Plans are higher-level records that organize Assets and Logs around a particular goal. Modules can provide Plan types, along with additional UI and logic for Assets and Logs that are managed by them.
Each Plan must have a type. All Plan types have a common set of attributes and relationships. Specific Plan types may also add additional attributes and relationships (collectively referred to as "fields"). Plan types are defined by modules, and are only available if their module is enabled.
farmOS core does not currently provide any Plan types.
Each Plan will be assigned two unique IDs in the database: a universally unique identifier (UUID), and an internal numeric ID.
The UUID will be unique across farmOS databases. The internal ID will only be unique to a single farmOS database. Therefore, the farmOS API uses UUIDs to ensure that IDs pulled from multiple farmOS databases do not conflict. Internally, farmOS modules use the internal IDs to perform CRUD operations.
Plans have a number of attributes that serve to describe their meta information. All Plans have the same standard set of attributes. Modules can add additional attributes.
Attributes that are common to all Plan types include:
Plans must have a name that describes them. The name is used in lists of Plans to easily identify them at quick glance.
Plans can be marked as "active" or "archived" to indicate their status. Archived Plans will be hidden from most lists in farmOS unless they are explicitly requested.
Flags can be added to Plans to help with sorting and filtering. farmOS provides a set of default flags, including "Priority", "Needs review", and "Monitor". Modules can provide additional flags, such as "Organic".
Notes can be added to a Plan to describe it in more detail. This is a freeform text field that allows a limited set of HTML tags, including links, lists, blockquotes, emphasis, etc.
Plans have a hidden "data" field on them that is only accessible via the API. This provides a freeform plain text field that can be used to store additional data in any format (eg: JSON, YAML, XML). One use case for this field is to store remote system IDs that correspond to the Plan. So if the Plan is created or managed by software outside of farmOS, it can be identified easily. It can also be used to store additional structured metadata that does not fit into the standard Plan attributes.
Plans can reference other record types (like Assets and Logs) that are "part of the Plan". These relationships can be simple (referencing the Asset/Log ID), or a Plan-type providing module can define more complex relationships by including other metadata alongside it.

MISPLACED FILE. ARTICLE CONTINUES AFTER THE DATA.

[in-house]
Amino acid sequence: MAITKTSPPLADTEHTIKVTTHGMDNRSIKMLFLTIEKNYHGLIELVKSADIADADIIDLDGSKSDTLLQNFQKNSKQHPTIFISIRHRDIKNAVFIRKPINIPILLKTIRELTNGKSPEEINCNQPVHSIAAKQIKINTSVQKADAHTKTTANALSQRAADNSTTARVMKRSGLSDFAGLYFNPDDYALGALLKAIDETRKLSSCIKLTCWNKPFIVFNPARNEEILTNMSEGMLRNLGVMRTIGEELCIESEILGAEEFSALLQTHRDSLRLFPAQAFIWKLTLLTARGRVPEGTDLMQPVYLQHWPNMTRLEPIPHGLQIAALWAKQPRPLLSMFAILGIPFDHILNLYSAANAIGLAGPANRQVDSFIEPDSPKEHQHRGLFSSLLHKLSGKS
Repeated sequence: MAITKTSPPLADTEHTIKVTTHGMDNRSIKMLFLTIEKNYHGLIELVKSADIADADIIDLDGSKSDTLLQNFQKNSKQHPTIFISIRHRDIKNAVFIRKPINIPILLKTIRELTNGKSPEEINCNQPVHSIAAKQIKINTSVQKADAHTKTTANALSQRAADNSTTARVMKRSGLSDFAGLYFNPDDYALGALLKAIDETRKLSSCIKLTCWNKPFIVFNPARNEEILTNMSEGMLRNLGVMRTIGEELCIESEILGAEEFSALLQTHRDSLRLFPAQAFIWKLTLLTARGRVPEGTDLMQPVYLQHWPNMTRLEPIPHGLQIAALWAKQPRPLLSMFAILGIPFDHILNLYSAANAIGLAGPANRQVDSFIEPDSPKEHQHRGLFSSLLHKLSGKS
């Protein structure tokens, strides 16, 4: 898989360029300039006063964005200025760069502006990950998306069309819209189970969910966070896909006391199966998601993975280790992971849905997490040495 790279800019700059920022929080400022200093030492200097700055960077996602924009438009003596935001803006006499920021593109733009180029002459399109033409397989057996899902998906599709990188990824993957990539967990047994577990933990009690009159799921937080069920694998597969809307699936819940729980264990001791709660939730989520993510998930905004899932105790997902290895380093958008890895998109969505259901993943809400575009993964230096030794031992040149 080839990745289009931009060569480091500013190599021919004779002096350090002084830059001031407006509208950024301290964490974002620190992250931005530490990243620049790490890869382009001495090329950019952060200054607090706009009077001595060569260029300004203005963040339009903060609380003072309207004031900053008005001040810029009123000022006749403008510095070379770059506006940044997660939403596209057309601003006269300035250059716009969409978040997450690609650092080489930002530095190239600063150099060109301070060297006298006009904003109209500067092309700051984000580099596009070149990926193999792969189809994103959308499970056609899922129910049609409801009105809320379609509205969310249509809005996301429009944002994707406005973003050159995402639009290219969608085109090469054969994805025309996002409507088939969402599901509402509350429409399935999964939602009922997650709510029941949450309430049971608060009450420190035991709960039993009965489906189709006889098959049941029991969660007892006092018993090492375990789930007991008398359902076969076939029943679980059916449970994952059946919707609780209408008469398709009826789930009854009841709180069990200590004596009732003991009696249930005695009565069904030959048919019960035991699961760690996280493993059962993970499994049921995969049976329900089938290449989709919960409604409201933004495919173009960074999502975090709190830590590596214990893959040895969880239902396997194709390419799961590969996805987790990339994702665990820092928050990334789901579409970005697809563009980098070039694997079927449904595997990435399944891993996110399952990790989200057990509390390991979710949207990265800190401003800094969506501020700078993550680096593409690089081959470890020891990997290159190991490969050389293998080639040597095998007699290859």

For example, a Crop Plan might reference a set of Plant Assets that represent the crops being grown in a particular season. Apart from just referencing the Plant Asset IDs, a Crop Plan may also reference specific Seeding and/or Transplanting Log IDs alongside those Plantings. It may also include attributes that are specific to the particular planning process that is being modelled. In addition to the Asset and Log IDs, perhaps a Crop Plan wants to store pieces of information like "days to harvest" or "harvest window" for each Plant Asset. These pieces of information do not belong on the Asset level itself, because they are specific to the Plan*. Therefore, they should be thought of as metadata of the relationship itself.
Another example might be an Input Plan, that allows users to enter "Target" and "Actual" values for the amounts of a material that was applied. This Plan could create relationships to the Input Logs that it manages. The "Actual" quantity of material applied would be stored on the Input Log itself, but the "Target" is stored in the relationship between the Plan and the Log.
* It is worth noting that some of this data may also be stored generally on Terms, and copied to the Plan when it is instantiated. For example: imagine a Crop/variety Term that has a "days to harvest" attribute on it, allowing you to define this as a system-wide default that is then copied into your Crop Plan when you create a new Plant Asset that references the Crop/variety Term. This allows the value to be overridden on the Plan+Asset level, in case conditions require it to.
All Plans have the same standard set of relationships. Modules can add additional relationships.
Relationships that are common to all Plan types include:
Images can be attached to Plans. This provides a place to store photos that can be displayed alongside the Plan in farmOS. If the photos pertain to specific Assets or Logs within the Plan, it may be better to attach them to those records instead of the Plan.
Files can be attached to Plans. This provides a place to put documents such as Shapefiles, PDFs, CSVs, or other files associated with the Plan. If the files pertain to specific Assets or Logs within the Plan, it may be better to attach them to those records instead of the Plan.
Plans may contain additional relationships:
However, the module that is providing the Plan type may decide to replace these with more advanced Asset/Log relationships if necessary. So the exact relationships may vary by Plan type.
Plans can reference Assets that are part of the Plan.
Plans can reference Logs that are part of the Plan.